To put the basket together, I first soaked the hydrangea in the sink and allowed it to drain.  I wanted to make sure she didn't have to bother with watering it again until after she was home.  I placed the pot in a gallon ziplock bag to keep it from leaking in the basket.  Next, I cut a section of brown postal wrap (I keep rolls on hand at all times).  I ripped a thin section down the side of each edge of the paper to give a more "natural" look.  I placed the pot in the center of the prepared paper and pulled the sides up around the pot, securing them with paperclips.  I placed the plant in the basket.  I used some of the shredded paper filler to fill gaps around the pot in the corner of the basket.  Next, I rolled the magazines and used a rubber band at the bottom of each to secure them.  I placed the bag of chips in the basket, followed by the magazines.  I used a hunk of the shredded paper to fill underneath the food items and give the basket a fuller look.  I placed the remaining items and back-filled with the shredded paper filler.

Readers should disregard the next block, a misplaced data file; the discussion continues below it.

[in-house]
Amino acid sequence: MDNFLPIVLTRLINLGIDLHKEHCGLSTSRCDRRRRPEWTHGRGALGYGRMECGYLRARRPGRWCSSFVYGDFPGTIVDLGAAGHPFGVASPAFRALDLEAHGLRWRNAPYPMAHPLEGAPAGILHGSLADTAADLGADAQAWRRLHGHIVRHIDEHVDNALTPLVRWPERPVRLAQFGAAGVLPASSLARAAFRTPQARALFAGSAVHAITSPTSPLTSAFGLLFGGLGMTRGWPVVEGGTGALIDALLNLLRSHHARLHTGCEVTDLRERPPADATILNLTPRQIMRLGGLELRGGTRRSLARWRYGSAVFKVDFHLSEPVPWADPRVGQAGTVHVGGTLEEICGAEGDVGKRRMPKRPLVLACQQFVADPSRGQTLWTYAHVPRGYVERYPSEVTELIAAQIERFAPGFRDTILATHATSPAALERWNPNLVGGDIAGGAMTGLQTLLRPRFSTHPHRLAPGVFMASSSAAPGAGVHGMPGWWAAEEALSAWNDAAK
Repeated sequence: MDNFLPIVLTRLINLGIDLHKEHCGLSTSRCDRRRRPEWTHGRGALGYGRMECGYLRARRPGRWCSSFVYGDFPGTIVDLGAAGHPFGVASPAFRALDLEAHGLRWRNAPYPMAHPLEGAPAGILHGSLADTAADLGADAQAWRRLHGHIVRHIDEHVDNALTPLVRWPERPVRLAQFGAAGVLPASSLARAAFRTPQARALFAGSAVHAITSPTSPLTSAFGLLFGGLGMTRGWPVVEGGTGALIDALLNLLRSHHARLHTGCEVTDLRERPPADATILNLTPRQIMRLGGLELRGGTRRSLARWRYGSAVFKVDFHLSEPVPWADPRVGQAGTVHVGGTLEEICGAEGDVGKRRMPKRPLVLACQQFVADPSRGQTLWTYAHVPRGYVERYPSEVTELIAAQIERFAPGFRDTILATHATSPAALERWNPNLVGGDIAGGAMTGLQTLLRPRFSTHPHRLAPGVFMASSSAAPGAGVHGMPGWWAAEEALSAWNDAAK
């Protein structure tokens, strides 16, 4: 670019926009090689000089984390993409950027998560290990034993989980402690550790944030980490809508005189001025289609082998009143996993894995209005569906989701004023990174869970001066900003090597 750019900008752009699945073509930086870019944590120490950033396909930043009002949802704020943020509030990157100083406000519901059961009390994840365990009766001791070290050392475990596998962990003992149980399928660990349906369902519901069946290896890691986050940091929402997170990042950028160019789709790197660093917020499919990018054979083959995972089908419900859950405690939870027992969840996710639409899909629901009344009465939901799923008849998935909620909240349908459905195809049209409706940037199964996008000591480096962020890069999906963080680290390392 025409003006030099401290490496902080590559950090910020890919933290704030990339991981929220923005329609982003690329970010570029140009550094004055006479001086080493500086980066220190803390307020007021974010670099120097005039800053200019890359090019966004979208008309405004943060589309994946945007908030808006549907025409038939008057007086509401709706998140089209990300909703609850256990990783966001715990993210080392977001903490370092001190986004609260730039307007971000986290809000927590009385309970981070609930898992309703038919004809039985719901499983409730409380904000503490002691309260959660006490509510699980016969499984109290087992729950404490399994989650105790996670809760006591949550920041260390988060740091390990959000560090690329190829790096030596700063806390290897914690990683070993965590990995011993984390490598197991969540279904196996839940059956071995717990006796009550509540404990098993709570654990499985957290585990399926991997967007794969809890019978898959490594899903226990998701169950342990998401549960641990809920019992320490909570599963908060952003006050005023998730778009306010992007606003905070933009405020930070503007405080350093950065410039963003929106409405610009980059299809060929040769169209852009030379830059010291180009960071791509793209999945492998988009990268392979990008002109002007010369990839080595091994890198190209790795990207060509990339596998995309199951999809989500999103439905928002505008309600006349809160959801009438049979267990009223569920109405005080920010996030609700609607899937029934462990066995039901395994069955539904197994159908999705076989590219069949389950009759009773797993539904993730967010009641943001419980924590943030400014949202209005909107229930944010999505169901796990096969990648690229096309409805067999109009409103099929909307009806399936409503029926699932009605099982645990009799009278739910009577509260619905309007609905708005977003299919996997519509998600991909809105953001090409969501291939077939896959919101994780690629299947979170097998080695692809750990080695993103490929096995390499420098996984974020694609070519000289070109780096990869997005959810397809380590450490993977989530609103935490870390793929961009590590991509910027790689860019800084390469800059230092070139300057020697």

I think it turned out well!

Tuesday, March 1, 2011

Oh, the pressure!

There are several pieces of kitchen equipment I can't bear to consider living without.  They rank right up on the list of "will purchase a replacement immediately - no matter the cost".  The one item I never expected to fall in love with was a pressurized rice cooker/steamer.  I purchased our Aroma rice cooker/steamer at Sam's Club several years ago.  The current model equivalent appears to be this.